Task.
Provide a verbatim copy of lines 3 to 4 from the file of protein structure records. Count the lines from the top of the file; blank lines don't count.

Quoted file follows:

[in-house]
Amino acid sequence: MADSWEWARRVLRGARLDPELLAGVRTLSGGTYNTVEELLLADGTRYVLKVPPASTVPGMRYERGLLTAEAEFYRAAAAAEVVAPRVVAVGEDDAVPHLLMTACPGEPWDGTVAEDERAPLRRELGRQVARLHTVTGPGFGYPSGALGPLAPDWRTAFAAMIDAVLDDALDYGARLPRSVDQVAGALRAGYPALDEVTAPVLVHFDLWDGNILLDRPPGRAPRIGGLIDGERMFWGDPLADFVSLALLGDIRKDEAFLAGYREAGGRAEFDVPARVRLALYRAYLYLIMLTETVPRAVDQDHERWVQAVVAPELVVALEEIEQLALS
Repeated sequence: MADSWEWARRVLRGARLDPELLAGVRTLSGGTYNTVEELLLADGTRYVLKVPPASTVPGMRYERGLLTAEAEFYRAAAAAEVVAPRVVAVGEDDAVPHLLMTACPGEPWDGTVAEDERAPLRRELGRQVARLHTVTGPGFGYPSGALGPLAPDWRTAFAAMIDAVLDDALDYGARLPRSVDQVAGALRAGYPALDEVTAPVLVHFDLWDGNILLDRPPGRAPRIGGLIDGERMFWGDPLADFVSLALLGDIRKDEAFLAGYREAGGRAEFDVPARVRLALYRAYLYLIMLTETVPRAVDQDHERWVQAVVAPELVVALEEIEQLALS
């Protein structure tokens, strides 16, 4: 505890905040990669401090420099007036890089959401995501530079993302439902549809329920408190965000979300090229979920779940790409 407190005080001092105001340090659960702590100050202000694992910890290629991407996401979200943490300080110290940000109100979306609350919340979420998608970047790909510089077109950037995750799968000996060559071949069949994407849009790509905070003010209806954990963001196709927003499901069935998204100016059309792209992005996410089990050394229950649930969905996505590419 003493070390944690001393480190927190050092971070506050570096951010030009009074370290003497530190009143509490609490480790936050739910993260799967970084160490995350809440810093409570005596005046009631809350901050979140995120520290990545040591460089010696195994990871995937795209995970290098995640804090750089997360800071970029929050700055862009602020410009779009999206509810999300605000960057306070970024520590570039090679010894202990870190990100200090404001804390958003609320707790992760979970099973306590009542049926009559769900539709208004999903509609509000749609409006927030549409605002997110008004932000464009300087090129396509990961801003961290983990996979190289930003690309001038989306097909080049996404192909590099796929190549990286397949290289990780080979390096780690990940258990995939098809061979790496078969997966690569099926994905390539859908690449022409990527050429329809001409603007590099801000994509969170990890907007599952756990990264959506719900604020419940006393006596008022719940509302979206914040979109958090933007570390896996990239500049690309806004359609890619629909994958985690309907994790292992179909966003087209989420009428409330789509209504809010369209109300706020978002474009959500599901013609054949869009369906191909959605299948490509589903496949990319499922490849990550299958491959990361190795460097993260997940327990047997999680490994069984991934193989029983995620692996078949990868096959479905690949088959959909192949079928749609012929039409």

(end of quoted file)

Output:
Repeated sequence: MADSWEWARRVLRGARLDPELLAGVRTLSGGTYNTVEELLLADGTRYVLKVPPASTVPGMRYERGLLTAEAEFYRAAAAAEVVAPRVVAVGEDDAVPHLLMTACPGEPWDGTVAEDERAPLRRELGRQVARLHTVTGPGFGYPSGALGPLAPDWRTAFAAMIDAVLDDALDYGARLPRSVDQVAGALRAGYPALDEVTAPVLVHFDLWDGNILLDRPPGRAPRIGGLIDGERMFWGDPLADFVSLALLGDIRKDEAFLAGYREAGGRAEFDVPARVRLALYRAYLYLIMLTETVPRAVDQDHERWVQAVVAPELVVALEEIEQLALS
């Protein structure tokens, strides 16, 4: 505890905040990669401090420099007036890089959401995501530079993302439902549809329920408190965000979300090229979920779940790409 407190005080001092105001340090659960702590100050202000694992910890290629991407996401979200943490300080110290940000109100979306609350919340979420998608970047790909510089077109950037995750799968000996060559071949069949994407849009790509905070003010209806954990963001196709927003499901069935998204100016059309792209992005996410089990050394229950649930969905996505590419 003493070390944690001393480190927190050092971070506050570096951010030009009074370290003497530190009143509490609490480790936050739910993260799967970084160490995350809440810093409570005596005046009631809350901050979140995120520290990545040591460089010696195994990871995937795209995970290098995640804090750089997360800071970029929050700055862009602020410009779009999206509810999300605000960057306070970024520590570039090679010894202990870190990100200090404001804390958003609320707790992760979970099973306590009542049926009559769900539709208004999903509609509000749609409006927030549409605002997110008004932000464009300087090129396509990961801003961290983990996979190289930003690309001038989306097909080049996404192909590099796929190549990286397949290289990780080979390096780690990940258990995939098809061979790496078969997966690569099926994905390539859908690449022409990527050429329809001409603007590099801000994509969170990890907007599952756990990264959506719900604020419940006393006596008022719940509302979206914040979109958090933007570390896996990239500049690309806004359609890619629909994958985690309907994790292992179909966003087209989420009428409330789509209504809010369209109300706020978002474009959500599901013609054949869009369906191909959605299948490509589903496949990319499922490849990550299958491959990361190795460097993260997940327990047997999680490994069984991934193989029983995620692996078949990868096959479905690949088959959909192949079928749609012929039409």